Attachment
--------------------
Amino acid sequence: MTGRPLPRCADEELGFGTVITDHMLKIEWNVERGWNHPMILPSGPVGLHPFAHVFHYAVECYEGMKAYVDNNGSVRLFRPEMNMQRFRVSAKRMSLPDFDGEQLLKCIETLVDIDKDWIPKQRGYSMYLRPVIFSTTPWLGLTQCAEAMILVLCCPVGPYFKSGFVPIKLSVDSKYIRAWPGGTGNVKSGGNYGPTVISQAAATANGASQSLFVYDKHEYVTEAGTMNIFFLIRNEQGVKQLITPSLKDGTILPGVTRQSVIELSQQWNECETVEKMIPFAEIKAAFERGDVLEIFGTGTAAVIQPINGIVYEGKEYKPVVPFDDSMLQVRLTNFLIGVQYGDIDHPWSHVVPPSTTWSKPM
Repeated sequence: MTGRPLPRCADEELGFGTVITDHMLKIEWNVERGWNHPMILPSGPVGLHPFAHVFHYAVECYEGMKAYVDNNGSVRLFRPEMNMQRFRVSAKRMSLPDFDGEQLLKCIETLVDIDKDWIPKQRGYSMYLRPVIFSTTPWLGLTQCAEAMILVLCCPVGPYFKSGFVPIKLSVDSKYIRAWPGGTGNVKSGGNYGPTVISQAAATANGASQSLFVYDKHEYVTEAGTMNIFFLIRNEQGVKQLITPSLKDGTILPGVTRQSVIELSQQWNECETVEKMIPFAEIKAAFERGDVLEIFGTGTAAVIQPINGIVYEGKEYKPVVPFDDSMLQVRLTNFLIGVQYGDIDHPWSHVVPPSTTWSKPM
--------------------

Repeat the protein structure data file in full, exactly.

Amino acid sequence: MTGRPLPRCADEELGFGTVITDHMLKIEWNVERGWNHPMILPSGPVGLHPFAHVFHYAVECYEGMKAYVDNNGSVRLFRPEMNMQRFRVSAKRMSLPDFDGEQLLKCIETLVDIDKDWIPKQRGYSMYLRPVIFSTTPWLGLTQCAEAMILVLCCPVGPYFKSGFVPIKLSVDSKYIRAWPGGTGNVKSGGNYGPTVISQAAATANGASQSLFVYDKHEYVTEAGTMNIFFLIRNEQGVKQLITPSLKDGTILPGVTRQSVIELSQQWNECETVEKMIPFAEIKAAFERGDVLEIFGTGTAAVIQPINGIVYEGKEYKPVVPFDDSMLQVRLTNFLIGVQYGDIDHPWSHVVPPSTTWSKPM
Repeated sequence: MTGRPLPRCADEELGFGTVITDHMLKIEWNVERGWNHPMILPSGPVGLHPFAHVFHYAVECYEGMKAYVDNNGSVRLFRPEMNMQRFRVSAKRMSLPDFDGEQLLKCIETLVDIDKDWIPKQRGYSMYLRPVIFSTTPWLGLTQCAEAMILVLCCPVGPYFKSGFVPIKLSVDSKYIRAWPGGTGNVKSGGNYGPTVISQAAATANGASQSLFVYDKHEYVTEAGTMNIFFLIRNEQGVKQLITPSLKDGTILPGVTRQSVIELSQQWNECETVEKMIPFAEIKAAFERGDVLEIFGTGTAAVIQPINGIVYEGKEYKPVVPFDDSMLQVRLTNFLIGVQYGDIDHPWSHVVPPSTTWSKPM